Shared Bike Wars 2.0: Didi, Meituan and Alibaba in New Race for China’s Sidewalks
Just when you thought it was safe to go back on the sidewalks, there comes: “Shared Bike Wars 2.0.”
OK, so maybe I’m dating myself a bit with the reference to the tagline from “Jaws 2,” the sequel to the 1975 box office blockbuster about a great white shark with a penchant for feasting on unwary swimmers. But the theme is slightly similar, since the shared bike wars of the past three years have feasted heavily on our sidewalks here in China, often crowding out regular pedestrians.
Just when that tide of bikes appeared to be rolling back with the fading of most early players, most notably former leader Ofo with its canary yellow bikes, a new invasion seems to be taking place. I did a little investigative sleuthing on the ground here in Beijing this past week, and quickly determined the latest invasion in this Shared Bike Wars 2.0 has three main backers.
Those three are: Didi Chuxing, the Uber-esque ride sharing specialist backed by Uber itself and global tech giant Apple, among many others; Meituan Dianping, which started out as Chinese version of group buying specialist Groupon and has since morphed into an online-to-offline services specialist with a focus on web-based takeout dining; and e-commerce giant Alibaba, which has been half-heartedly in the shared bike game since almost the outset.
I’ll explore shortly what each of these players brings to the table, and also do a quick recount of shared bike wars 1.0 for those coming late to the story. I’ll also offer some views on how this new round of bike wars is likely to end, following a prediction I made at the start of this year that was largely correct, for anyone who wants to read.
The one thing I didn’t really predict back then was this new round of bike wars, which has ratcheted up these last few weeks with the addition of thousands of new bikes on the streets of Beijing. The biggest difference between Bike Wars 1.0 and this new round is where the money’s coming from.
The first round was led by Ofo and Mobike, the latter known for its gray-and-orange bikes, as well as a number of smaller players. All of those were funded by a flood of more than $1 billion in venture capital, as well as personal money from founders who thought they could make a quick buck. Many of those smaller brands still litter the streets of Beijing, with my recent investigation turning up blasts from the recent past such as U-Bicycle and Kuqi
That venture funding element was a key factor behind the bust of Shared Bikes 1.0, since financial backers quickly grew tired of a business with no profit model and simply cut off the money taps. By comparison, Shared Bikes 2.0 has very deep-pocketed backers who, at least based of the number of bikes they’re putting on the road, have every intention of making sure they stay in business for at least the next few years.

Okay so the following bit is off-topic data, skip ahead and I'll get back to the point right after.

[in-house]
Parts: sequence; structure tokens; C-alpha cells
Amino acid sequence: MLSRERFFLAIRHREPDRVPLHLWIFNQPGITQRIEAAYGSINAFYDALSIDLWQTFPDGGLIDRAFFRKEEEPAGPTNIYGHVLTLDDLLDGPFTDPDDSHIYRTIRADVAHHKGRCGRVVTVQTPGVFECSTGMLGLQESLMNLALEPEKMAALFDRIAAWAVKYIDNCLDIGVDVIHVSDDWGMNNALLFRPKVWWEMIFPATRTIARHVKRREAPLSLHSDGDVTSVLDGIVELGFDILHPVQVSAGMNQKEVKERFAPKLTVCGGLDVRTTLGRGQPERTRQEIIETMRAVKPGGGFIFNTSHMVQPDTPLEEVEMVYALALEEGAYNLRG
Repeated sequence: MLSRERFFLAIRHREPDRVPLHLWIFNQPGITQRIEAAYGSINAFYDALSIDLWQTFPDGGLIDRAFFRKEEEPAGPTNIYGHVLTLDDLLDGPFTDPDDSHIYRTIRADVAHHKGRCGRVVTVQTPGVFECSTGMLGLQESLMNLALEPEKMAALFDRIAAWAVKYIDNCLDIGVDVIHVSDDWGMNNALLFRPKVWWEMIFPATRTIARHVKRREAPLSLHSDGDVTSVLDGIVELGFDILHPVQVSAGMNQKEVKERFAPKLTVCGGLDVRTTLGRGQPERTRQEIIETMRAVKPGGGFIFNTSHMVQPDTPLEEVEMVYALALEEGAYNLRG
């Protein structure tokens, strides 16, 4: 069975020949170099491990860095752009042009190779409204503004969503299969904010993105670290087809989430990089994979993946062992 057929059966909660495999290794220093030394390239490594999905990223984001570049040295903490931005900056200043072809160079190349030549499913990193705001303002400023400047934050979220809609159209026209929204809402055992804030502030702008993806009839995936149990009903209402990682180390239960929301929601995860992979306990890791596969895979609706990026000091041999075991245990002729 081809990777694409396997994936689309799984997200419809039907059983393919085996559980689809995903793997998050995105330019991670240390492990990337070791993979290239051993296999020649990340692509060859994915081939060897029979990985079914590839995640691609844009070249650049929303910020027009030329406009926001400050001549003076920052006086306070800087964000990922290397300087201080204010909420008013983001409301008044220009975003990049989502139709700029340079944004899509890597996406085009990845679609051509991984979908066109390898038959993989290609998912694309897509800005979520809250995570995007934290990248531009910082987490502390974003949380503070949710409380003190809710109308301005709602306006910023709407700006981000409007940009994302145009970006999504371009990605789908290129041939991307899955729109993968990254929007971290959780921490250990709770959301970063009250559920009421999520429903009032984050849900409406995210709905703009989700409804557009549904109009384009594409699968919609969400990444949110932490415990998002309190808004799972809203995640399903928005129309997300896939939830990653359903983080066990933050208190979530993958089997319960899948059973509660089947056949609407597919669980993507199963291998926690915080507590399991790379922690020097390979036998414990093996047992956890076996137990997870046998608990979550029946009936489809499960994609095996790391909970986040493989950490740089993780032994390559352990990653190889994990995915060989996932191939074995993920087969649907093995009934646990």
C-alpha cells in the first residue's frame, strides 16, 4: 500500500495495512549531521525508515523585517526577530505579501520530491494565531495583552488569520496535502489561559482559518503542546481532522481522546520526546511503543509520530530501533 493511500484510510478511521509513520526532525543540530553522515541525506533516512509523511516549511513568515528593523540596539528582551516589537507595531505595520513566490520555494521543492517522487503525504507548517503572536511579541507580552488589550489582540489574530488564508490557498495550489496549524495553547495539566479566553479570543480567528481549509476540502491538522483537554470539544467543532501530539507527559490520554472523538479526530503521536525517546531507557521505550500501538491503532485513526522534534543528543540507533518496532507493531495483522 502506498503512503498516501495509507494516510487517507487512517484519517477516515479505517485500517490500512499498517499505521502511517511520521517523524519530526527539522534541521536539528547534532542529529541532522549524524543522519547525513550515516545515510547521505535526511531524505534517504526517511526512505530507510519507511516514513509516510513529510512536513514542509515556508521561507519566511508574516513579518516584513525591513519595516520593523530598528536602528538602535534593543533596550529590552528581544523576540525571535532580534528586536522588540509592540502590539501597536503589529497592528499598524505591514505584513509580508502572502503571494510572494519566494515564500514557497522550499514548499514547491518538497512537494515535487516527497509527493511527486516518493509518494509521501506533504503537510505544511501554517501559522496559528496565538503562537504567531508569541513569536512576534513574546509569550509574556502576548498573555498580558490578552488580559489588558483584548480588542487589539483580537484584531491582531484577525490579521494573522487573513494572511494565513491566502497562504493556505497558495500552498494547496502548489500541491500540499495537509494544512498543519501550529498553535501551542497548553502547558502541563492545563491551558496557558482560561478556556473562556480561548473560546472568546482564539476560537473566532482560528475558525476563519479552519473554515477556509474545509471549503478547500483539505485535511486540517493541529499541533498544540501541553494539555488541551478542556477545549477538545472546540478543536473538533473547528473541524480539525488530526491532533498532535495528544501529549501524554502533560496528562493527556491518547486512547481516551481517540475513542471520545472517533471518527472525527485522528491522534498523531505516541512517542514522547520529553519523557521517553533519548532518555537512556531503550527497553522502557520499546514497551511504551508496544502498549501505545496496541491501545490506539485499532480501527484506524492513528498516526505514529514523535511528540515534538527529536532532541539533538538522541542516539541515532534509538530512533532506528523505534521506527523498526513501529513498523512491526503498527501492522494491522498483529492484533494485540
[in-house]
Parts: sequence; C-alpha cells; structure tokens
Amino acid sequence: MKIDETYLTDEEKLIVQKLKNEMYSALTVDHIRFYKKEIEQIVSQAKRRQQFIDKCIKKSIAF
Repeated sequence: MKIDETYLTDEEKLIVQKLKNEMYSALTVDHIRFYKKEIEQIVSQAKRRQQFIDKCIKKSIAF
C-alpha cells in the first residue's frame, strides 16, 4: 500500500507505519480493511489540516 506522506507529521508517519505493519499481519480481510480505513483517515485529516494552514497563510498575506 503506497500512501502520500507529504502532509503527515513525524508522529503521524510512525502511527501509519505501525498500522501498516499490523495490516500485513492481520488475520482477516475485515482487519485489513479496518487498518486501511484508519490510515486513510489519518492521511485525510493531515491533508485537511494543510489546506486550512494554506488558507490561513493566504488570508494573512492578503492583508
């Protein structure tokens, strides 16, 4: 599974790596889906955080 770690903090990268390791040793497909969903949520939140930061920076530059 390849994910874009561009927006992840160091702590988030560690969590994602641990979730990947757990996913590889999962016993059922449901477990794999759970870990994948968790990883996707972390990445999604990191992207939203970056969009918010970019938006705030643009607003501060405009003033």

Who’s in the driver’s seat?
All that said, let’s review each of the three big players in Shared Bikes 2.0 and their relative strengths and weaknesses. We’ll begin with Didi, which is throwing the bulk of its effort into its turquoise-colored DiDi Bikes, known as “Qingju” in Chinese, which were first launched in early 2018.
Didi’s biggest strength is the synergies it brings to the table, since at its heart the company is a transport services specialist. That means Didi, which also has ties to the older Ofo and Bluegogo brands through various investments, should theoretically be able to integrate bike services into its broader platforms to offer a wide range of products for people looking to get from A to B.
Didi’s big downside is that of the trio in this round of bike wars, its cash is the most limited because it’s still believed to be losing money. That could test the company if its investors finally tire of burning through cash and demand cuts of more problematic offerings like the shared bikes.
Meituan’s newly launched shared bikes are seen in a street in Nanjing, East China’s Jiangsu province on Aug. 17. Photo: VCG
Meituan’s biggest drawback is figuring out where bikes fit into its universe. The company seems to think it can combine anything in the online-to-offline services realm to create a mega-pool of users and for such a wide array of offerings from restaurant ratings to shared bikes. I’m less convinced of that. I’m also far from convinced that the company’s surprise quarterly profit was not just a one-off thing using accounting tricks to make investors happy.
Finally there’s Alibaba, which from a cash perspective has plenty of resources to fund its Hellobike service for years to come. The problem with Alibaba, as is often the case, is that it’s not quite sure where shared bikes fit into its core e-commerce business. This is a constant problem for Alibaba, which loves to get into new areas without clear connection to its core competency, with the result that such initiatives often lack focus and appear half-hearted.
Surprisingly, many of the people I polled gave Alibaba the best chances of success in this second round of bike wars, probably because it has so much cash. Meituan was a runner-up, and nobody seemed very bullish on Didi. At the end of the day, I probably share the most sentiment with one of my friends who predicted no winners for this hopeless business model. “This is just another example of how Chinese companies swindle money from investors,” he said. “I expect we’ll just see our streets become a graveyard for countless more bikes.”
Doug Young has lived in Greater China for two decades, including a 10-year stint at Reuters, where he led China corporate news coverage. Send your questions or comments to DougYoung@caixin.com
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